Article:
Already, cities in Kenya face significant challenges in water availability. For example, the city of Mombasa currently has only half of the water required to meet its needs. Rising temperatures and more variable rainfall will exacerbate these conditions. Projected climate changes will increase water scarcity, particularly in the arid and semi-arid areas of the country. Rising temperatures will also likely exacerbate the drought conditions and may have a significant impact on water availability. Conflict in Kenya’s arid and semi-arid zones over limited water resources, which are already significant, are likely to increase. Rising temperatures are also already accelerating the loss of glaciers on Mount Kenya, further straining water resources and the flows of glacially-fed rivers [2].


Key policies and governance approach

Kenya’s Vision 2030 stipulates that ‘every Kenyan should have access to clean, safe water and improved sanitation by the year 2030’ [6]. Specific strategies include improving the management of water resources, enhancing the storage and harvesting capacity, constructing multipurpose dams, and building water and sanitation facilities to cater to the growing population.

Kenya’s 2010 Constitution has a wide set of implications for the water sector. Primarily, the Constitution acknowledges access to clean and safe water as a basic human right and assigns the responsibility for water supply and sanitation service provision to 47 newly established counties [7]In the development of the Environmental Sanitation and Hygiene Policy (2016-2030), the Ministry of Health has taken cognisance of the new governance structure in the country anchored on the devolution of both political and economic power to the 47 newly-created counties. To achieve and sustain universal access to improved sanitation by 2030, the policy focuses on eight key strategies: (i) Scaling up access to improved rural and urban sanitation; (ii) Assuring clean and healthy environment free from public nuisances; (iii) Fostering private sector participation and investment in sanitation; (iv) Building governance and leadership capacity for sanitation; (v) Sustainable financing and investment for sanitation; (vi) Building enabling legal and regulatory environment; (vii) Establishing an effective research and development framework for sanitation; and (viii) Strengthening monitoring and evaluation systems for the sanitation sector [6].  

Following the adoption of the Constitution, Kenya devolved water management responsibilities from the central government to counties and basin-level institutions. The Water Resources Authority (WRA) leads water resources policy implementation through a decentralized management structure [1] and has adopted the Integrated Water Resources Management (IWRM) approach [3]. The WRA has developed six Catchment Management Strategies (CMS) areas across five hydrological catchments, which detail plans for data collection methodologies, water allocation plans, and public participation [1].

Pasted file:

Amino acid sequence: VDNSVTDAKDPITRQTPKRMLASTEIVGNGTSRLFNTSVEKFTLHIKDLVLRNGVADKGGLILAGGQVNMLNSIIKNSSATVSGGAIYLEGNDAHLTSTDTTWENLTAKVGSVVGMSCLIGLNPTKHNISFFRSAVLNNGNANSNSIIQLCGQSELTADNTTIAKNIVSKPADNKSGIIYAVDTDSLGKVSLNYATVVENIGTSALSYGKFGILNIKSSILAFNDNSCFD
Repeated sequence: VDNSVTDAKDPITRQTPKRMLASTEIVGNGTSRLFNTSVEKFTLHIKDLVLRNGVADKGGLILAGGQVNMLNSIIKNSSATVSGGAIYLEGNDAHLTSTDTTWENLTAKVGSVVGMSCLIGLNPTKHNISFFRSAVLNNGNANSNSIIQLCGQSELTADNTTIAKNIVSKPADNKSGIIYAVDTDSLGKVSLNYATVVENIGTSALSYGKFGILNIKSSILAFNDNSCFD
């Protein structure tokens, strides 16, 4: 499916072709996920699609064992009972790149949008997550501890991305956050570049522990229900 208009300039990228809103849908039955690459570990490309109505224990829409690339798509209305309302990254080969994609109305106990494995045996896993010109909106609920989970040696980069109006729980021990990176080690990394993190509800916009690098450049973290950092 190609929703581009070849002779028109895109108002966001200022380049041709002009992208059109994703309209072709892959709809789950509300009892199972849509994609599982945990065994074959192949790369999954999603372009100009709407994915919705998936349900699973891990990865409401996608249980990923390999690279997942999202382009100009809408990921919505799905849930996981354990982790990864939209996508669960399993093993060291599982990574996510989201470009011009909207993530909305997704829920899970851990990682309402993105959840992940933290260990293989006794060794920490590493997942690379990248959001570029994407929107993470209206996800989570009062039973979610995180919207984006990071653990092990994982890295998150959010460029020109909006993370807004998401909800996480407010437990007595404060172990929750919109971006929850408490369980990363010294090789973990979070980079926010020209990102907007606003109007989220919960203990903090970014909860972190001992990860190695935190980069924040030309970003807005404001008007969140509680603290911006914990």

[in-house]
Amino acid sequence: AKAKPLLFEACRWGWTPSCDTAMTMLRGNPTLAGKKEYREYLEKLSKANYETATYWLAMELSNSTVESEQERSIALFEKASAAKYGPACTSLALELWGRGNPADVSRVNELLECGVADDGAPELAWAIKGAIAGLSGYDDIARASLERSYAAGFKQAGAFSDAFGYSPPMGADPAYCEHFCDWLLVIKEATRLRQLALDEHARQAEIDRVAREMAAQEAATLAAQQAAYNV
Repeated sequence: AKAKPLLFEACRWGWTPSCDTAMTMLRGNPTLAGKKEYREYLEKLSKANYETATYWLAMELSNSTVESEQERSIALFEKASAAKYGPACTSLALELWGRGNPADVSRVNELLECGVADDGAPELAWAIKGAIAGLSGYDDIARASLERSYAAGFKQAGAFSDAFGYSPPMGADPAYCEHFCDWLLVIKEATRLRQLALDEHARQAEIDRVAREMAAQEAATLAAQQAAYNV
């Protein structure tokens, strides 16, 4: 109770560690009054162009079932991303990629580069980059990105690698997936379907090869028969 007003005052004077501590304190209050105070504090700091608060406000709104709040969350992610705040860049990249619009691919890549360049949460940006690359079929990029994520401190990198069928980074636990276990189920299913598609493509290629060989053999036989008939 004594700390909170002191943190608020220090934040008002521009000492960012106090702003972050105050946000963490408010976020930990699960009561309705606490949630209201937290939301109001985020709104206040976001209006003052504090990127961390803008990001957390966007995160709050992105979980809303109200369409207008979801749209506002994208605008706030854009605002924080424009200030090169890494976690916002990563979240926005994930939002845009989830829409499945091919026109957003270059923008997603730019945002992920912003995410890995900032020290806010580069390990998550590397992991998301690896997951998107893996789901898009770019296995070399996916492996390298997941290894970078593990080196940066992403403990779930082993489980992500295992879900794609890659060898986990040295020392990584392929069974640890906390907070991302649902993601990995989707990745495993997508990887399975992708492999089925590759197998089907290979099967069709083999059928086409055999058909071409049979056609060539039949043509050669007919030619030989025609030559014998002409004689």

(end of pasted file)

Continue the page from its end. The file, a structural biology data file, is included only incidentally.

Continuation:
The 2016 Water Act aligns the water sector with the Constitution’s primary objective of devolution [7], and establishes the regulatory structure for water resources management, defines stakeholders’ responsibilities at the national, basin, and county level, and establishes Basin Water Resource Committees (BWRC). The Water Resources Authority Strategic Plan (2018-2022) is the key operational planning document for the Water Resources Authority (WRA) detailing organizational objectives, activities, resource needs, and monitoring and evaluation approaches during the 2018-2022 timeline. The National Water Master Plan (NWMP) creates detailed national level plan for development and use of water resources through the 2030 timeframe [1].

The Ministry of Water has also signed an InterGovernmental Water Sector Coordination Framework with the Council of Governors. The goal of the Water Sector Framework is to steer the attainment of a robust and sustainable sector through the attainment of policy and standards including monitoring and reporting on the implementation of SDG 6. It is also a liaison between the Ministry and County governments through the provision of a platform for dialogue and engagement of key stakeholders in the Sector [5].


Successes and remaining challenges

Unfortunately, implementation of water policy in Kenya is inhibited by low organizational and technical capacity, monitoring and enforcement capabilities, and funding. For instance, the WRA often lacks resources, monitoring capacity and enforcement mechanisms needed to oversee the implementation of its Catchment Management plans [1].

The Water Act provides for the establishment of Water Resource User Associations (WRUAs), which are community based associations for collective management of water resources and resolution of conflicts concerning the use of water resources [7]. WRUAs are meant to play an important role in local management of water resources through implementation of Sub-catchment Management Plans (SCMPs). However, only 670 out of 1,237 proposed WRUAs have been established due to resource and capacity constraints within BRWCs, impeding implementation of CMSs at the sub-catchment level. Additionally, WRUAs rely on membership dues, income-generating activities designed to increase participation and ownership, and the national Water Services Trust Fund (WSTF). However, only 150 WRUAs have secured funds from the WSTF [1].